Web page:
Kweku Adoboli, the 31-year-old trader charged with fraud over the $2 billion loss at UBS, allegedly began rogue trading back in 2008 - the height of the financial crisis - and may not have acted alone.
A tearful Kweku Adoboli went before magistrates this week and was charged with false accounting and fraud dating back back to October 2008.
The Telegraph reported that police were still uncertain whether they had uncovered the full extent of the alleged $2 billion fraud. Authorities are also investigating whether other people at the Swiss investment bank UBS may have been involved, according to The Telegraph.
It has been reported that UBS's internal controls were unaware of the massive loss allegedly caused by Kweku Adoboli.
According to the BBC, on Wednesday Kweku Adoboli told UBS that he had engaged in unauthorised trades, in his role as part of UBS's so-called Delta One trading team. The team deals in exchange traded funds. UBS then performed an examination of his trading positions and informed the Financial Services Authority and the police.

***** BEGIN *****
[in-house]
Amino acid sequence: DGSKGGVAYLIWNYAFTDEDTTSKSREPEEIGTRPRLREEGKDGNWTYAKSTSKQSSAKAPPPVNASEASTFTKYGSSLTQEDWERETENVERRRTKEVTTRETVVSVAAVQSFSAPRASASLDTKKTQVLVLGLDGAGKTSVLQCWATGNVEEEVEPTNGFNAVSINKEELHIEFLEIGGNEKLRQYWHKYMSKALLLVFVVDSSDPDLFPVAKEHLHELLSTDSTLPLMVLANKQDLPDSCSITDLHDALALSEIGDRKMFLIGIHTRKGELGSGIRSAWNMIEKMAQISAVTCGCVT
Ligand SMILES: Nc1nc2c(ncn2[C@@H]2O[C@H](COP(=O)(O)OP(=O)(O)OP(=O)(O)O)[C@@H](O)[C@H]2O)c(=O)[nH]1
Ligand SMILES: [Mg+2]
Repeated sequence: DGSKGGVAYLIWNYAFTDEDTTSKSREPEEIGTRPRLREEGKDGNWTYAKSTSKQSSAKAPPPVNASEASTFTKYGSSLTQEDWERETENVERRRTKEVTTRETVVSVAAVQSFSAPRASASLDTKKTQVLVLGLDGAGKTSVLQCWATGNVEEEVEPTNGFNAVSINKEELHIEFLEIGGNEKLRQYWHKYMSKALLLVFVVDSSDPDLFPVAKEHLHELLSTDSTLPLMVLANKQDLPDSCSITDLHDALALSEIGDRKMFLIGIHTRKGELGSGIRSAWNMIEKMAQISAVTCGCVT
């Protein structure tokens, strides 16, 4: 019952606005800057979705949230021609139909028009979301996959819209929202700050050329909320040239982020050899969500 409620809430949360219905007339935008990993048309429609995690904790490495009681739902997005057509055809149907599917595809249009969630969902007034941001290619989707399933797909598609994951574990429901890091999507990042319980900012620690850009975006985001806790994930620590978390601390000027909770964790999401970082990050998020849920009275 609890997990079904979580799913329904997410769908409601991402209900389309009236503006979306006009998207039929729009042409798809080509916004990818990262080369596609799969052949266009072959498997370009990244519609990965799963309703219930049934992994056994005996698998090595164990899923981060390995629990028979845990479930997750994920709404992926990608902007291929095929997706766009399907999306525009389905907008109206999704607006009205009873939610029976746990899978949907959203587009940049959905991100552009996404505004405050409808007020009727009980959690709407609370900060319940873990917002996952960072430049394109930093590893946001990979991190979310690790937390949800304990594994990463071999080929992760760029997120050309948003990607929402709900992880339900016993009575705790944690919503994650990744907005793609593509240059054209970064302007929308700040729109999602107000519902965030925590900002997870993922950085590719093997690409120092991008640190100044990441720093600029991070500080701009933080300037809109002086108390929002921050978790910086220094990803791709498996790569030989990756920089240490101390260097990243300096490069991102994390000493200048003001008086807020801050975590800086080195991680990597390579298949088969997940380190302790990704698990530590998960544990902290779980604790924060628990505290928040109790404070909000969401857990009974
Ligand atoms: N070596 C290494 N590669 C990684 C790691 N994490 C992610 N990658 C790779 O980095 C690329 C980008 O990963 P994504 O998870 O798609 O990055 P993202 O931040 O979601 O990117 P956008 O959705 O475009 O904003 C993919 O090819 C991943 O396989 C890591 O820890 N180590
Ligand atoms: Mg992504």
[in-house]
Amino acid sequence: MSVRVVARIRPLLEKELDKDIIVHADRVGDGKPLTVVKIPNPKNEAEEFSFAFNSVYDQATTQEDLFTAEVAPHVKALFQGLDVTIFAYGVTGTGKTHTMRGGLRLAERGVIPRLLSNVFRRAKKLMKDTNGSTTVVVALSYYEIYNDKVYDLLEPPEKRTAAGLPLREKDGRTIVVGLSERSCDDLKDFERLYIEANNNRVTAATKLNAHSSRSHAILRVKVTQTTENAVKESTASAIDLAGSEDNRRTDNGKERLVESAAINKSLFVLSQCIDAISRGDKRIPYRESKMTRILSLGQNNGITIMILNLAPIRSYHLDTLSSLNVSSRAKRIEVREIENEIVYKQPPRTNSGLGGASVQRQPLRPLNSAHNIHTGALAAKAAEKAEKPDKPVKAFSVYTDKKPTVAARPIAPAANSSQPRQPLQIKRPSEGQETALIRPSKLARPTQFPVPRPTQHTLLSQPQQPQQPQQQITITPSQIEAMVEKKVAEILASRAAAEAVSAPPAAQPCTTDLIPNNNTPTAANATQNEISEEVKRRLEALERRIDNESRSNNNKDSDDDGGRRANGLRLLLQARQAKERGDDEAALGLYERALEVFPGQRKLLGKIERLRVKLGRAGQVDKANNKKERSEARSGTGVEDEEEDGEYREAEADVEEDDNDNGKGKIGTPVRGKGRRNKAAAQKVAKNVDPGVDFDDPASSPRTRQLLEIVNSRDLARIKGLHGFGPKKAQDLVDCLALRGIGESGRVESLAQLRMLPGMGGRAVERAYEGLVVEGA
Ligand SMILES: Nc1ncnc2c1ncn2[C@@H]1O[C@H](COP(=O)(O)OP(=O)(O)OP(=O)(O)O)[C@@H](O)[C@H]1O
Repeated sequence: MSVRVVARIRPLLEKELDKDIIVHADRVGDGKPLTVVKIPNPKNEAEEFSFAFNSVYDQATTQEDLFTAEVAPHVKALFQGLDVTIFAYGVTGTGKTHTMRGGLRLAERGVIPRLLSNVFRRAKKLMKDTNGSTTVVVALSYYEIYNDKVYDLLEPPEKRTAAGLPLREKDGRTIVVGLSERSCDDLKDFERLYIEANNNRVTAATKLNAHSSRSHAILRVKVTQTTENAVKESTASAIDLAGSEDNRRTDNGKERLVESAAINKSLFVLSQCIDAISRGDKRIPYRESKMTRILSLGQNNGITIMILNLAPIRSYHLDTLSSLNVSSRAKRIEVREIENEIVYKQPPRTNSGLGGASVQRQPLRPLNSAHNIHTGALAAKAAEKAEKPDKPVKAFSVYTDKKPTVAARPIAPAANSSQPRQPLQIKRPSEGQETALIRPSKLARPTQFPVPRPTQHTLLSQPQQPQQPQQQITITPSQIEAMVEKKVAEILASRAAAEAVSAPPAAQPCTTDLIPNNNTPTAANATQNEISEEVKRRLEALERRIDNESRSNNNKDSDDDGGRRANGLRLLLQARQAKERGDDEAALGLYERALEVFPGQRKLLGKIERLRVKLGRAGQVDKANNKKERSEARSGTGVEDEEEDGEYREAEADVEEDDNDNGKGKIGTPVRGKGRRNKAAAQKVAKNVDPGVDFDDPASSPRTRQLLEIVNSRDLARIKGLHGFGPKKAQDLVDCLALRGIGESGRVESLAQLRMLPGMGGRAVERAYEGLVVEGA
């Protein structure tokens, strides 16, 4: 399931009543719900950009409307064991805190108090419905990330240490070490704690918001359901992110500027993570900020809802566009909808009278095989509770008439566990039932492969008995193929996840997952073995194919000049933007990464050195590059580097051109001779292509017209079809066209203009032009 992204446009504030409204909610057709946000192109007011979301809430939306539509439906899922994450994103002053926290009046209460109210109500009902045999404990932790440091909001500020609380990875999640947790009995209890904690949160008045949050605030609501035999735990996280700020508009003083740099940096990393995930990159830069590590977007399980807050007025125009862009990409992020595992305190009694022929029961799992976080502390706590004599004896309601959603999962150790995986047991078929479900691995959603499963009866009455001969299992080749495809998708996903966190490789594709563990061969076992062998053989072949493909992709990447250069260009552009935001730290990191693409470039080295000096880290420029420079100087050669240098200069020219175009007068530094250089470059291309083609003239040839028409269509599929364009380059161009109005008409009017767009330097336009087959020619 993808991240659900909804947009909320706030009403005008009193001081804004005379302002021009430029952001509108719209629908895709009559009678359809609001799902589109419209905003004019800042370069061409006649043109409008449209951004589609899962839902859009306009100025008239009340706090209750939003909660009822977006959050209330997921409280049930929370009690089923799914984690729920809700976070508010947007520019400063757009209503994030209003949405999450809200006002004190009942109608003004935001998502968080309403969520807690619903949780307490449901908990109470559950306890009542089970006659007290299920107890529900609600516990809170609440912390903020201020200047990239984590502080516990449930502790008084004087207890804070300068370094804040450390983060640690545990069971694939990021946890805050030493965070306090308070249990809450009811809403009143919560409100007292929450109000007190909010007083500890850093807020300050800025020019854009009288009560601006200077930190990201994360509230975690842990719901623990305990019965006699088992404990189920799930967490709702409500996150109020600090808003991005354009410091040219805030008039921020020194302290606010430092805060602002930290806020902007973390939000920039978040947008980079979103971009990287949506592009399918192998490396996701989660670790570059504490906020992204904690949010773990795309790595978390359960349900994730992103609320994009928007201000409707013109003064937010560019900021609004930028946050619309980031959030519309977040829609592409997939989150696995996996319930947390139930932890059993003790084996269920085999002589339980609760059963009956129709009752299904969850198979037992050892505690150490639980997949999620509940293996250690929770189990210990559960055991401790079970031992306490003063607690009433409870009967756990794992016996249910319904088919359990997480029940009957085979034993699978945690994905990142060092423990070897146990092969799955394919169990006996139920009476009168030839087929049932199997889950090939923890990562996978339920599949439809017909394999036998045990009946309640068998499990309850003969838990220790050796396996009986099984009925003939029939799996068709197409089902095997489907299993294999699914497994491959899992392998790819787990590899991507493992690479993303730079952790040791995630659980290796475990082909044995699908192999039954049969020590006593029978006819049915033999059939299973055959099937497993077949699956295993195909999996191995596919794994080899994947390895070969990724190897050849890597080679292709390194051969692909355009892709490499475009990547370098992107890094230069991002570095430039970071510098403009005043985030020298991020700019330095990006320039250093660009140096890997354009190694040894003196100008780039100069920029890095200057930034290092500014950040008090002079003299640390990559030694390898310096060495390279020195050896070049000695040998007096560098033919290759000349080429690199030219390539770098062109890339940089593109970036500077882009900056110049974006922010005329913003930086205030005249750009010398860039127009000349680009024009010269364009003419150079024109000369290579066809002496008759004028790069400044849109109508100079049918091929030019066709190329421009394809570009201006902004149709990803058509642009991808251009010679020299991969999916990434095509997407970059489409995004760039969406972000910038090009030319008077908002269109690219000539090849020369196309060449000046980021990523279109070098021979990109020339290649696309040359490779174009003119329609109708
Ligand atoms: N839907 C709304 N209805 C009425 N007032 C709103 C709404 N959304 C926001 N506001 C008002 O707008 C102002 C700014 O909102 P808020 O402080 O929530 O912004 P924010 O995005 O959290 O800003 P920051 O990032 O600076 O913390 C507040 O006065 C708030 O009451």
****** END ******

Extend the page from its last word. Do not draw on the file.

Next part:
Kweku Adoboli was arrested on Thursday.
The company' has strict monitoring procedures designed to pick up improper conduct. However, those procedures seemed to have failed to detect what was happening. It raises the likelihood that the UBS' losses could have been even greater. It add to concerns that investment banks may not be fully capable of controlling the huge risks their traders take.
Kweku Adoboli's father John Adoboli, 63, told The Wall Street Journal that his son lived a frugal life, noting that his osn refused a suggestion at one time to buy a car because he didn't want to pay for parking.
"We are not flamboyant," John Adoboli said. "That is not how we are. We are simple people."